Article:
Change is hard. Instability, volatility, fear of losing our roles, our relevance, our identities, our sense of control, it’s bewildering and disorientating – like being on a rollercoaster that we didn’t ask to ride. We resist change, not just individually but collectively: consider how the creative industry is only just recovering from the decade that it stuck its fingers in its collective ears and pretended that the digital revolution wasn’t happening. And it’s not just major change that we avoid, you’ve only got to watch how people always choose the same seats in meetings to know that we’re fundamentally creatures of habit. ‘Better the devil you know…’ as the saying goes.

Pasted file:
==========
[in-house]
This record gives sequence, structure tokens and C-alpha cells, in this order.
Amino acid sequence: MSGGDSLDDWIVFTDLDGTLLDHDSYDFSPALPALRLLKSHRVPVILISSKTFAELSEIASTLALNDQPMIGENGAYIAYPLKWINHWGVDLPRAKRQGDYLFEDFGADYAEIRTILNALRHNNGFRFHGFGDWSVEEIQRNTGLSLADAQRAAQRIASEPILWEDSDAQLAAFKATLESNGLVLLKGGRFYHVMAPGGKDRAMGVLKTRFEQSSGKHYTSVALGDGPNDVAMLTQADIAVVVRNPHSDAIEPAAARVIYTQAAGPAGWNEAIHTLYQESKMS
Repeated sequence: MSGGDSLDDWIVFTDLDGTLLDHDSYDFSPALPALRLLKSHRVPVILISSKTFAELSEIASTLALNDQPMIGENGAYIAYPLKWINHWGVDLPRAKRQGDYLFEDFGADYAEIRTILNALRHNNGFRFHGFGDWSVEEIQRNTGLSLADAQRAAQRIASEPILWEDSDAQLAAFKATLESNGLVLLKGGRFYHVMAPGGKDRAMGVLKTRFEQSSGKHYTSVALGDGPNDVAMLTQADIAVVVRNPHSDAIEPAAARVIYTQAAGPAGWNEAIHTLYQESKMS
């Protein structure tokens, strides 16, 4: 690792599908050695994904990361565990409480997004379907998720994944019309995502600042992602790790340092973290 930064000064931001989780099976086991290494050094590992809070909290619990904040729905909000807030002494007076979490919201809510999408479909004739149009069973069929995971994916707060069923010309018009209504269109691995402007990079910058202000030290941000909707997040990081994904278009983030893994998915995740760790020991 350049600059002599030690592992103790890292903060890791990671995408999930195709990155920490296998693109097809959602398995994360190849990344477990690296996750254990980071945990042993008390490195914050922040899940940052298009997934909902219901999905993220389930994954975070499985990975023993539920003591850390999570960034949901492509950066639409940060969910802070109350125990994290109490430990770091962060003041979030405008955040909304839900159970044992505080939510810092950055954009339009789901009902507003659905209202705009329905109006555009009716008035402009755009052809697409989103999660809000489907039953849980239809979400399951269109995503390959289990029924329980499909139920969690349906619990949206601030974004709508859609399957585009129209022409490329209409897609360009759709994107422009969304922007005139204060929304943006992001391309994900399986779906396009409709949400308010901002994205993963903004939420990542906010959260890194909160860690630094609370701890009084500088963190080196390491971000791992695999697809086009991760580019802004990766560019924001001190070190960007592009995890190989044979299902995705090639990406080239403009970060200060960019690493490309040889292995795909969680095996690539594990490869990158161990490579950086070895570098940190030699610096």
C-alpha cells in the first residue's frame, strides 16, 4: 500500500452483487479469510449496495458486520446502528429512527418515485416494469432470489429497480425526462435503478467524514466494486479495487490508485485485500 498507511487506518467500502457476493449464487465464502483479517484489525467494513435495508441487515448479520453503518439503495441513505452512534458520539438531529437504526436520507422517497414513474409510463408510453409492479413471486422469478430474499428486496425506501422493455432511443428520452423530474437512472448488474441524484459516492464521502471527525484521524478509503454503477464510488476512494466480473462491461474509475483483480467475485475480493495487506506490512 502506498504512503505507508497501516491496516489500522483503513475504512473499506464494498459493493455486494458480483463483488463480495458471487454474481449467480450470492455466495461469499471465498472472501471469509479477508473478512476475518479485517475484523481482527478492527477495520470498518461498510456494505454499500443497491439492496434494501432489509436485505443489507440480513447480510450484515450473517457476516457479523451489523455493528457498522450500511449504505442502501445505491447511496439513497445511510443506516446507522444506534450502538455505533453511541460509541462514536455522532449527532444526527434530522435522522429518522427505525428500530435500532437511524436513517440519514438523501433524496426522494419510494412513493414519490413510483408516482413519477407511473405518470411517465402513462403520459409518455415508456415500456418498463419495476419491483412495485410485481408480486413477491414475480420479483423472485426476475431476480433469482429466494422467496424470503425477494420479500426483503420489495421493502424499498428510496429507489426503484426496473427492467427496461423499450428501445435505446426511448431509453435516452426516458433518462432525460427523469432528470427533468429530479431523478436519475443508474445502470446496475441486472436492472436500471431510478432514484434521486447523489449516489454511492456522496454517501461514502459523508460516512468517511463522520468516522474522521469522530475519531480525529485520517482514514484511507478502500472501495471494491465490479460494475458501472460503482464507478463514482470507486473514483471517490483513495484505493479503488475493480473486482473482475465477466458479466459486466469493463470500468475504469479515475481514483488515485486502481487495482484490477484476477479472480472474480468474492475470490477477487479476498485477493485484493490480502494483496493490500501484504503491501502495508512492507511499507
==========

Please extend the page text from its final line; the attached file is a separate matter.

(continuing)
And yet change is happening constantly: new tech, processes and colleagues, restructures and resignations, winning and losing business, leadership upheaval, office moves – and that’s just the stuff that’s happening daily in our workplaces, let alone the stunning pace of change that’s happening in the industry and wider world right now. No wonder it can leave you feeling like Alice, with the unnerving sensation of having the rug pulled from under your feet.
And yet, creativity comes from divergent thinking and novel connections. It stands its best chance when we expose ourselves to new stimulus, ideas and thinking. Change, therefore, literally creates more opportunities in the great lottery of creativity. It’s fundamental to living a creative life and provides the raw materials for innovation and originality. So why do we often fear it so much?